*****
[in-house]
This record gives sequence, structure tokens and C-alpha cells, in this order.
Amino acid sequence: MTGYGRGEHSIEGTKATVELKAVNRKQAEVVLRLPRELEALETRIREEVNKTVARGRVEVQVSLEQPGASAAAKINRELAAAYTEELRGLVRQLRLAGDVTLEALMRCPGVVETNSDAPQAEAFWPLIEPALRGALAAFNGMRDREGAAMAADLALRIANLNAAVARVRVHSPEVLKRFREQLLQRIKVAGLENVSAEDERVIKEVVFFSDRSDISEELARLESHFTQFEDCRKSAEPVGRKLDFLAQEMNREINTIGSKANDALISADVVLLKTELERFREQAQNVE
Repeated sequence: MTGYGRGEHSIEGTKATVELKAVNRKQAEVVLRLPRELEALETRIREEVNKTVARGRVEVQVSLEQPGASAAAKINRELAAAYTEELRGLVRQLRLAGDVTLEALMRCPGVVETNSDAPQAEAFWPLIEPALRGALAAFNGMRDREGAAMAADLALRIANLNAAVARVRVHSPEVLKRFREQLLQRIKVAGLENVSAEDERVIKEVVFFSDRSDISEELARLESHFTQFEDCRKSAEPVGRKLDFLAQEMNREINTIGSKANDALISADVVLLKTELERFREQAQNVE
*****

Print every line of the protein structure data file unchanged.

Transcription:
[in-house]
This record gives sequence, structure tokens and C-alpha cells, in this order.
Amino acid sequence: MTGYGRGEHSIEGTKATVELKAVNRKQAEVVLRLPRELEALETRIREEVNKTVARGRVEVQVSLEQPGASAAAKINRELAAAYTEELRGLVRQLRLAGDVTLEALMRCPGVVETNSDAPQAEAFWPLIEPALRGALAAFNGMRDREGAAMAADLALRIANLNAAVARVRVHSPEVLKRFREQLLQRIKVAGLENVSAEDERVIKEVVFFSDRSDISEELARLESHFTQFEDCRKSAEPVGRKLDFLAQEMNREINTIGSKANDALISADVVLLKTELERFREQAQNVE
Repeated sequence: MTGYGRGEHSIEGTKATVELKAVNRKQAEVVLRLPRELEALETRIREEVNKTVARGRVEVQVSLEQPGASAAAKINRELAAAYTEELRGLVRQLRLAGDVTLEALMRCPGVVETNSDAPQAEAFWPLIEPALRGALAAFNGMRDREGAAMAADLALRIANLNAAVARVRVHSPEVLKRFREQLLQRIKVAGLENVSAEDERVIKEVVFFSDRSDISEELARLESHFTQFEDCRKSAEPVGRKLDFLAQEMNREINTIGSKANDALISADVVLLKTELERFREQAQNVE